Revisit Healthcare Proxies: Vives Ortiz said it was also a good time to remind clients to make sure their planning documents are in place, such as health care power of attorney and medical power of attorney.
Parents are used to making these decisions for their children, Vives Ortiz said, but once children reach adulthood, they need to establish a medical power of attorney.
Under certain COVID-19 travel restrictions, it may be time to review these documents. CPAs can direct clients to the right professionals to help them tidy up the paperwork. For example, if a client appointed a family member who now lives in another state as their proxy, it might be useful to shift that responsibility to a more local relative, he said.
Grandparents moving in: As significant numbers of adult children return home, the pandemic has also caused many to move their aging parents and parents outside collective living spaces and in their homes.
COVID-19 has taken a heavy toll on older Americans. In early March, there were 1.4 million cases and 175,059 deaths in long-term care facilities across the country due to the virus. Some Americans have taken time off to care for loved ones who moved in with them during the pandemic, which can be a significant financial burden for some families.
McMillan said this highlights the importance of financial scenario planning, including bad scenario planning. Although financial planners ignore a pandemic, in itself, they take into account the loss of work due to a catastrophic health event, she said.
“What we’re talking about is a ‘safety margin’, whether it’s a pandemic or some other health event,” McMillan said.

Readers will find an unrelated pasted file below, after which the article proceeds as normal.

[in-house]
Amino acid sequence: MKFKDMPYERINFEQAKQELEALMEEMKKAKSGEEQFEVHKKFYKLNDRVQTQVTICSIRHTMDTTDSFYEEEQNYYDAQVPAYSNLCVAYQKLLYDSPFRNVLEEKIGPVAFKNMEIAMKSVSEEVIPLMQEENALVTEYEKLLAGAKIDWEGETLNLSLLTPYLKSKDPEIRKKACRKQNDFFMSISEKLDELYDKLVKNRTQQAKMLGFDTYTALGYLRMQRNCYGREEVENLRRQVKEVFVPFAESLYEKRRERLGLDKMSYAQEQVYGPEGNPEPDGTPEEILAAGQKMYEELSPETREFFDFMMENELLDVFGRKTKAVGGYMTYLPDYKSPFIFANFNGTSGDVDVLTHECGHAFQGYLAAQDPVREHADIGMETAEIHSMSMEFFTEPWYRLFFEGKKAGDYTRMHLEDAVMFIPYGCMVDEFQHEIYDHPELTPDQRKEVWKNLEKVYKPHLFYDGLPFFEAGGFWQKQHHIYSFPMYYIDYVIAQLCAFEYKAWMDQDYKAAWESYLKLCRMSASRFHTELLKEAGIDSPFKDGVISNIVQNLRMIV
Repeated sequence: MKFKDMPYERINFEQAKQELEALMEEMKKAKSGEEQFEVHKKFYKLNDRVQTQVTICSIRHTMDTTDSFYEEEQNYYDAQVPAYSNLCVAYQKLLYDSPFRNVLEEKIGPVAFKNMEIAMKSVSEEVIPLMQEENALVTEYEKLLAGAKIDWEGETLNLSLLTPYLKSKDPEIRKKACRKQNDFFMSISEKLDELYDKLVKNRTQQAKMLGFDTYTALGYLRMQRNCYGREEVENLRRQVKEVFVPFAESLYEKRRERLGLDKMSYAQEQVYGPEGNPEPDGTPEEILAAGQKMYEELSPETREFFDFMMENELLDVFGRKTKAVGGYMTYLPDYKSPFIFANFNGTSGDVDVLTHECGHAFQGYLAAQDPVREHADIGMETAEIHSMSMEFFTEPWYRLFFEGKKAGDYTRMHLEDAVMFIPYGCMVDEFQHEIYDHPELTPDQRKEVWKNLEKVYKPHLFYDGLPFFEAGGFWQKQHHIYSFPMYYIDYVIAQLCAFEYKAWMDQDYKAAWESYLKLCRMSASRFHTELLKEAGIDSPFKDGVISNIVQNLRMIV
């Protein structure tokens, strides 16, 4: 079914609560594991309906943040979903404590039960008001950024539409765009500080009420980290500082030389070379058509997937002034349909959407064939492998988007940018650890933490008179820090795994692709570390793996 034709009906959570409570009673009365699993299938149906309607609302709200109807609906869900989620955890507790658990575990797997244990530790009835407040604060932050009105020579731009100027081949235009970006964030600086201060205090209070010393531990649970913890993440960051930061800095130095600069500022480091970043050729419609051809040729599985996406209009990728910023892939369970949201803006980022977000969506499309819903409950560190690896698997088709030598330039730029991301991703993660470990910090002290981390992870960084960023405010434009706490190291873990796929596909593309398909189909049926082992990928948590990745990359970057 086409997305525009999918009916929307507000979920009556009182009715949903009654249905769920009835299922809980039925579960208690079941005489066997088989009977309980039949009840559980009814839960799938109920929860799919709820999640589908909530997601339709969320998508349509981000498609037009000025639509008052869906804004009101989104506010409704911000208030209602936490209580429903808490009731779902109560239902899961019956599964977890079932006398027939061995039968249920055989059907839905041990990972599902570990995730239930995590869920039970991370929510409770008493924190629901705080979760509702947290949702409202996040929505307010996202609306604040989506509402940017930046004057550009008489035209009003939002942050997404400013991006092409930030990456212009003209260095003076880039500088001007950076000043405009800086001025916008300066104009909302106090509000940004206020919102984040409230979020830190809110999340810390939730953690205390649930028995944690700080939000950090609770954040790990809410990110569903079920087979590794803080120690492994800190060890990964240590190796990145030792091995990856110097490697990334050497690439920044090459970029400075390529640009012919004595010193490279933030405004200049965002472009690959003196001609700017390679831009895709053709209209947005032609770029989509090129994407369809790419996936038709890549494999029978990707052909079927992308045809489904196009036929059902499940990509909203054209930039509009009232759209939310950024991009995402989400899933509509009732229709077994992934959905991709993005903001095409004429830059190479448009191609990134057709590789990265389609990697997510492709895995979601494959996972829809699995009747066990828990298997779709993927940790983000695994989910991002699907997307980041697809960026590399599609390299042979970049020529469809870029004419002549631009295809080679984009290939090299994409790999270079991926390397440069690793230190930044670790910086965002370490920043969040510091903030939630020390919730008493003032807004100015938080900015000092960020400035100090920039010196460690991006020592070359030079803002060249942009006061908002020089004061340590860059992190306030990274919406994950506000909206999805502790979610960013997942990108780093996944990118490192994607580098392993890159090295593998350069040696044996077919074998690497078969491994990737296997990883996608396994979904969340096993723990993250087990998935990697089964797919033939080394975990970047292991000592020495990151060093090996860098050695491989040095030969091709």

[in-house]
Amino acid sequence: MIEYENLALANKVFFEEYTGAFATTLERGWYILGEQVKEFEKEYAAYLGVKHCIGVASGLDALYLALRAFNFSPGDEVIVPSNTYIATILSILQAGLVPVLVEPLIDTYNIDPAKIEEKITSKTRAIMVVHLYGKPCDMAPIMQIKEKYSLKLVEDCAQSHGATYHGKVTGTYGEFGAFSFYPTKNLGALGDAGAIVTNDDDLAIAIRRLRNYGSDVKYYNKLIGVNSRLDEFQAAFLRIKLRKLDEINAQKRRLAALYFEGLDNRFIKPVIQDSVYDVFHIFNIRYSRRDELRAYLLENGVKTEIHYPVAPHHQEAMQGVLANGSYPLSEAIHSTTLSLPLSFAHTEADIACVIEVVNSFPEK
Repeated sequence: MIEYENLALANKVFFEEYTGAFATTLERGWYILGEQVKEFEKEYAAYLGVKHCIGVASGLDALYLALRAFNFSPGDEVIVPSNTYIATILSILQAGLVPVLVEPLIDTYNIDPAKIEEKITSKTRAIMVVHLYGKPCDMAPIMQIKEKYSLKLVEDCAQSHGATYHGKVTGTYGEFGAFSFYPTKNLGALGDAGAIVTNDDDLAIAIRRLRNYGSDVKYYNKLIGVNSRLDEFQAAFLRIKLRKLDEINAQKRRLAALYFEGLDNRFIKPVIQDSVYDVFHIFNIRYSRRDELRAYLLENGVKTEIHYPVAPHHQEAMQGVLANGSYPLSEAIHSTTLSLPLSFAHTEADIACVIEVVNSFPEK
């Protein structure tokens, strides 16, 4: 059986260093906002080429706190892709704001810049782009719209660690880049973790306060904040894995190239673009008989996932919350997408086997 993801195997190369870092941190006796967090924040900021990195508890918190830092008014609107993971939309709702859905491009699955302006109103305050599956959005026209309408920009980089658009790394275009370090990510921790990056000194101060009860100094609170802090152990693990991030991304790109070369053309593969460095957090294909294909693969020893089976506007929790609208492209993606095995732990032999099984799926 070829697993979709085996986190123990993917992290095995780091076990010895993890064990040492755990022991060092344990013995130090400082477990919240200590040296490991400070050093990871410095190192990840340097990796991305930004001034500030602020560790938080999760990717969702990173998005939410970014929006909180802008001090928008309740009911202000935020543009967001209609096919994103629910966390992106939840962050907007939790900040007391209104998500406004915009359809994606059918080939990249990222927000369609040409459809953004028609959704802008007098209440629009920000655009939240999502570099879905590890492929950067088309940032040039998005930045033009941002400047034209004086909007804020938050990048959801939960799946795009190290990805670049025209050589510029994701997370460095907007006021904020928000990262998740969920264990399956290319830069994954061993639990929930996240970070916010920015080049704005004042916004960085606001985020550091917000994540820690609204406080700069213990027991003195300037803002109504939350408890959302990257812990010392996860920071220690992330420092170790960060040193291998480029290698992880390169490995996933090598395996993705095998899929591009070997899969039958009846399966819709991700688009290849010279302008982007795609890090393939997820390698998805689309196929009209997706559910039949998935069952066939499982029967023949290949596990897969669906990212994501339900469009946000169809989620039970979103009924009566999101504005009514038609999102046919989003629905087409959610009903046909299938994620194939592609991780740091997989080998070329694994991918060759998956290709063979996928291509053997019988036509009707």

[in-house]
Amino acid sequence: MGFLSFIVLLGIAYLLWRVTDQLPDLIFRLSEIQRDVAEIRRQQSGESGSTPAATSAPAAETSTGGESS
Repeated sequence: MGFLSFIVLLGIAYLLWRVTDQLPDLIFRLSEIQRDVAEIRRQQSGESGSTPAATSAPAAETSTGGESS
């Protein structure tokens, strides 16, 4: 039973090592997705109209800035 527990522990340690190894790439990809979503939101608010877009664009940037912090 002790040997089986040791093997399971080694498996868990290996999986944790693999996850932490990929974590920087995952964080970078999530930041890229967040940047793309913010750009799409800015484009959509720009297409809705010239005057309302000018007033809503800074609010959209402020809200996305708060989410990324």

Some people put money aside over time to anticipate elder care or take significant time off to care for an aging parent, she said. Other people may be exploring these options now or considering home retrofit costs.
If a client pays more than half of a family member’s living expenses, that family member could be considered a dependent for tax purposes. Vives Ortiz said CPAs can help clients navigate the rules and conditions around claiming adult dependents and whether that might be an option for them when parents move in.
Vives Ortiz said he has also encountered situations in which an elderly client would adjust their estate to leave more to a child who has taken on most of their care. He has even helped clients formalize caregiving agreements.
“Some people have made adjustments to their estate plan,” said Vives Ortiz. “And that’s something that needs to be communicated. Communication is key. A lot of times people prefer to talk about medical issues rather than finances. It seems so personal.”
But having those difficult conversations now can prevent conflict down the line.
“Every dynamic and family situation will be a little different,” he said. “But better communication between family members should alleviate any kind of ill will once mom or dad has passed away.”
CPAs can help open the channels of communication on this issue and help their clients think through what needs to happen next.
For more information and reports on the coronavirus and how CPAs can handle the challenges of the outbreak, visit the JofAof coronavirus resource page.
– Taylor knopf is a freelance writer based in North Carolina. To comment on this article or suggest an idea for another article, contact Chris Baysden, a JofA associate director at [email protected].